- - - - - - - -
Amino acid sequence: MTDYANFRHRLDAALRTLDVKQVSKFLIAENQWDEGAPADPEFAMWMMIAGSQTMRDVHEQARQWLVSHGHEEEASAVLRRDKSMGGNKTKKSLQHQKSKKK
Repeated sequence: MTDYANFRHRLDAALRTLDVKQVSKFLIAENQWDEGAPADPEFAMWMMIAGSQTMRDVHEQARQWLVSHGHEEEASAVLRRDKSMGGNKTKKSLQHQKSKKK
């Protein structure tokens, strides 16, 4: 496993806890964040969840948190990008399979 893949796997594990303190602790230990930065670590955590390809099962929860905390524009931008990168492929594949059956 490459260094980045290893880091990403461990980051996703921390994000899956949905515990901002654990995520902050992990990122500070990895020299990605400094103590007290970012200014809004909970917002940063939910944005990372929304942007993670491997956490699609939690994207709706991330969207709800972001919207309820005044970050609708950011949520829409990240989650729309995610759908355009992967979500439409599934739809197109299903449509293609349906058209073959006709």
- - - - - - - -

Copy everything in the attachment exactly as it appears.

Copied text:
Amino acid sequence: MTDYANFRHRLDAALRTLDVKQVSKFLIAENQWDEGAPADPEFAMWMMIAGSQTMRDVHEQARQWLVSHGHEEEASAVLRRDKSMGGNKTKKSLQHQKSKKK
Repeated sequence: MTDYANFRHRLDAALRTLDVKQVSKFLIAENQWDEGAPADPEFAMWMMIAGSQTMRDVHEQARQWLVSHGHEEEASAVLRRDKSMGGNKTKKSLQHQKSKKK
């Protein structure tokens, strides 16, 4: 496993806890964040969840948190990008399979 893949796997594990303190602790230990930065670590955590390809099962929860905390524009931008990168492929594949059956 490459260094980045290893880091990403461990980051996703921390994000899956949905515990901002654990995520902050992990990122500070990895020299990605400094103590007290970012200014809004909970917002940063939910944005990372929304942007993670491997956490699609939690994207709706991330969207709800972001919207309820005044970050609708950011949520829409990240989650729309995610759908355009992967979500439409599934739809197109299903449509293609349906058209073959006709």